BJU tributes victims of 9/11 attacks

Student Organization Forum to unify
September 15, 2016
Column: Life in 1927
September 15, 2016

BJU tributes victims of 9/11 attacks

Students add flags to the memorial

For 15 years, Sept. 11 has been a somber day for the United States. This year, BJU commemorated that tragic day with a 2,977-flag display at the main campus entrance—one flag for every victim.

Although The University places flags on the front of campus every year in honor of those who died, this year’s display was even more substantial.

Near the flags stood a 14 x 6 wall listing all the names of those who perished in the attack.

At night, two spotlights pierced the black sky in memory of the fallen Twin Towers.

In the lobby of the Welcome Center, The University’s piece of steel girder from the North Tower sat on display surrounded by American flags.

Public relations director Randy Page, student body presidents Nate Hudson and Emily Weier, and student leadership council event coordinators Bobby Kern and Kailey Holloway all contributed to the planning and execution of the impressive memorial.

Weier said her visit to the memorial in New York City, called the Tribute in Light, sparked her idea for the two spotlights. Randy Page proposed the idea for the wall.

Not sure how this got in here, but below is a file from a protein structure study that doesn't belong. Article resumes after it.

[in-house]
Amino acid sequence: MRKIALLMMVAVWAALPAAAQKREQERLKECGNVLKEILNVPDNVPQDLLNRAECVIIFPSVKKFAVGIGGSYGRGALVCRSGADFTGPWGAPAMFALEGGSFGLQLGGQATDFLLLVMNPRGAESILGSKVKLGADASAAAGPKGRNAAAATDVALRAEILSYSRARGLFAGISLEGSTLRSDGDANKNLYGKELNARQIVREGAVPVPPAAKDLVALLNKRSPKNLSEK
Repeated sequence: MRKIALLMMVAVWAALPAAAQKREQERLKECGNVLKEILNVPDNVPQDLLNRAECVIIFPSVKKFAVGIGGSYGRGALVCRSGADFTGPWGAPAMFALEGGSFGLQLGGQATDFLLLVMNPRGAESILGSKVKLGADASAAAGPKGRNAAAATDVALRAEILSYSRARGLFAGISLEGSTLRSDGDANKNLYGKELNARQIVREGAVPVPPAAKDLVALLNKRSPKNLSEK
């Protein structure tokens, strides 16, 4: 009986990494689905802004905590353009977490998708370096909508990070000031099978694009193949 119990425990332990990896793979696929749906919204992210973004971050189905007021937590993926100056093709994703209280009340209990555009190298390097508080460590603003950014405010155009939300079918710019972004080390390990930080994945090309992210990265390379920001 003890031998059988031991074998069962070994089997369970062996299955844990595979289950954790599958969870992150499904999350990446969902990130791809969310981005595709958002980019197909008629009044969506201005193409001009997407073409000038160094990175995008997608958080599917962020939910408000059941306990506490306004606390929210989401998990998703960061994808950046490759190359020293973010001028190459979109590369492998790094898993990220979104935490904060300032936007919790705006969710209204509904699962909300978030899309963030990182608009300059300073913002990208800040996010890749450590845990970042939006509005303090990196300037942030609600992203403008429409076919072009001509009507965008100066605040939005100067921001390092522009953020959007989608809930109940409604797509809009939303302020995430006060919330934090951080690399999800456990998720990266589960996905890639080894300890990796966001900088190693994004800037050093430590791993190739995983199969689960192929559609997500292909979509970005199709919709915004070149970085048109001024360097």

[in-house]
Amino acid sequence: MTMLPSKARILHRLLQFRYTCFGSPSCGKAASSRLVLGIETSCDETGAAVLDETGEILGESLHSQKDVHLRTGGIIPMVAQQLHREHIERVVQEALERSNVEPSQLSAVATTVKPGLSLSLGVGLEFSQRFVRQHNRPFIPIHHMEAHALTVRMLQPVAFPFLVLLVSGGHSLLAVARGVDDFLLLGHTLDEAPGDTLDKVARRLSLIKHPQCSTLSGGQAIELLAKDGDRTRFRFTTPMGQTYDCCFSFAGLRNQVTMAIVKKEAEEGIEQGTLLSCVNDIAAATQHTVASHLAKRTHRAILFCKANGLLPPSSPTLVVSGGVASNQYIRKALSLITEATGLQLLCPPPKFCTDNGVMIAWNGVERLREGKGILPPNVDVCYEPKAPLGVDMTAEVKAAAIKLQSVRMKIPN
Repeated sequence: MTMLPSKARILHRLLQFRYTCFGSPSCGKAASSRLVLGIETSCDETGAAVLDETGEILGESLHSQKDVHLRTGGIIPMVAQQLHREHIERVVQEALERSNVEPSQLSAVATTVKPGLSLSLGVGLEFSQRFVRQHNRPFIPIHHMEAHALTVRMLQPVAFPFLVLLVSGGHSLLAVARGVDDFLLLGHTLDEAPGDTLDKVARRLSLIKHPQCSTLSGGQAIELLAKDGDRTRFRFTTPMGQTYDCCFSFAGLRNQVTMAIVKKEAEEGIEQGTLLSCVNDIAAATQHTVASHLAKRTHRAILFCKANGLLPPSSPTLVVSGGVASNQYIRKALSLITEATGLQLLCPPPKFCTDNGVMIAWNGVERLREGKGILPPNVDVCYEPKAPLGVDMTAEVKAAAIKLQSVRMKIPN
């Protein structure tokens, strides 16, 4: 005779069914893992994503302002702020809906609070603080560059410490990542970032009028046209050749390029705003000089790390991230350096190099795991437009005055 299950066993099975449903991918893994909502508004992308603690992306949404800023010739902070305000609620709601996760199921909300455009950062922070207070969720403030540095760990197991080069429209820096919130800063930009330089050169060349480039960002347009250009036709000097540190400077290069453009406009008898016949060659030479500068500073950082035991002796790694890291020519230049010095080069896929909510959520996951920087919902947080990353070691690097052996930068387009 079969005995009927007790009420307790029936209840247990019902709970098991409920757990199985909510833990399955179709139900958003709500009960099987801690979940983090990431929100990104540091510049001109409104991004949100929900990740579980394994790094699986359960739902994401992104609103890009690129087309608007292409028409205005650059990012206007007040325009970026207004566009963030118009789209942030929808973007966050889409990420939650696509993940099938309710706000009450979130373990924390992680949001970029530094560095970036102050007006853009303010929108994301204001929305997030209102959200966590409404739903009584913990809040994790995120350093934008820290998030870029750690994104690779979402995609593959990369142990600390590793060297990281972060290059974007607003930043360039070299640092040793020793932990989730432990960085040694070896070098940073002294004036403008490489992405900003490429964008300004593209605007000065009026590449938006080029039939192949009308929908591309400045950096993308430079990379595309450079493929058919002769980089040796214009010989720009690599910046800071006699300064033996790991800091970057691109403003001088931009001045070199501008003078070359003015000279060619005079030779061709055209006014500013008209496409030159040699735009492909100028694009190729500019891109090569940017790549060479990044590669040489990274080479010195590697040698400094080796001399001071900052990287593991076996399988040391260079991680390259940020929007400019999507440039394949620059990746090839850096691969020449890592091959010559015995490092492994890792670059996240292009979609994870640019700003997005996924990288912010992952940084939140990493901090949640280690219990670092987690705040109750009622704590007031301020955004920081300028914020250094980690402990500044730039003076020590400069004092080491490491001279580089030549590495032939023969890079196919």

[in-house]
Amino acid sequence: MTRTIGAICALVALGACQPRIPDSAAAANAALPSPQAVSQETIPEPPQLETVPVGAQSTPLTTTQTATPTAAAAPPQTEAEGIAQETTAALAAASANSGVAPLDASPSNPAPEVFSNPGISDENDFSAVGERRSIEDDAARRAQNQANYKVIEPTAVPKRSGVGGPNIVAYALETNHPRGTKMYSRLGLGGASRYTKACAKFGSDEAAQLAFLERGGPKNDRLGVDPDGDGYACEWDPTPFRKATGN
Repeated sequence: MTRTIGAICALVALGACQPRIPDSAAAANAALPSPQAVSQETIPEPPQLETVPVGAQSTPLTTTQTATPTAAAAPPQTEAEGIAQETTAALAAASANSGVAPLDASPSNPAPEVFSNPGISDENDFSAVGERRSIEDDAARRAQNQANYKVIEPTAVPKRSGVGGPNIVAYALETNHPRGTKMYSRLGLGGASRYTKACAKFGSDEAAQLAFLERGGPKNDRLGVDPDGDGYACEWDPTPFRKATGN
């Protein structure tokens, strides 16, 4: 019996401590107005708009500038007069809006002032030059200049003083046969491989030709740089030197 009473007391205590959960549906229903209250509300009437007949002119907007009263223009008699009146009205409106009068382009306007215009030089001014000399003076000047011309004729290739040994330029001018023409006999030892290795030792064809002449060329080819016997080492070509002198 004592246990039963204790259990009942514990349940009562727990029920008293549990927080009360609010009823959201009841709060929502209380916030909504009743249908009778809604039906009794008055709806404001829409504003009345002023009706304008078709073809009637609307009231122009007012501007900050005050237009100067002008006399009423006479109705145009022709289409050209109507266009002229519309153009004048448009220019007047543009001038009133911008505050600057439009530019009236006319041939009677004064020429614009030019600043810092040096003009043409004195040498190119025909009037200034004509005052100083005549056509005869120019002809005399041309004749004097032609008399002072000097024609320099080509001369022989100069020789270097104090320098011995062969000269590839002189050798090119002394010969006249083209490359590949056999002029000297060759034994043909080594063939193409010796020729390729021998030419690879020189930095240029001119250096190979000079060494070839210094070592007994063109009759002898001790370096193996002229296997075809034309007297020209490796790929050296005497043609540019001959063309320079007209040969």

Some BJU students still remember personal details of that day despite the passing of 15 years.

Kern said he remembers the day especially well because it was his 6th birthday.

“I was in first grade. I was passing out the treats for my birthday to my class when the announcement came through that we were all going home early,” Kern said.

Senior accounting major Sarah Manly said she remembers being home from school that day because her dad had appendicitis.

“I remember being scared and confused,” Manly said. “Later on my parents explained to me exactly what happened.”

Manly said she also remembers that attendance at her small church the next Sunday was almost doubled.

Because many BJU students were too young to have vivid memories of the attack on the World Trade Center, Page and Weier agreed that it was important to reflect on the impact the attack had on our country in this 15th-anniversary display.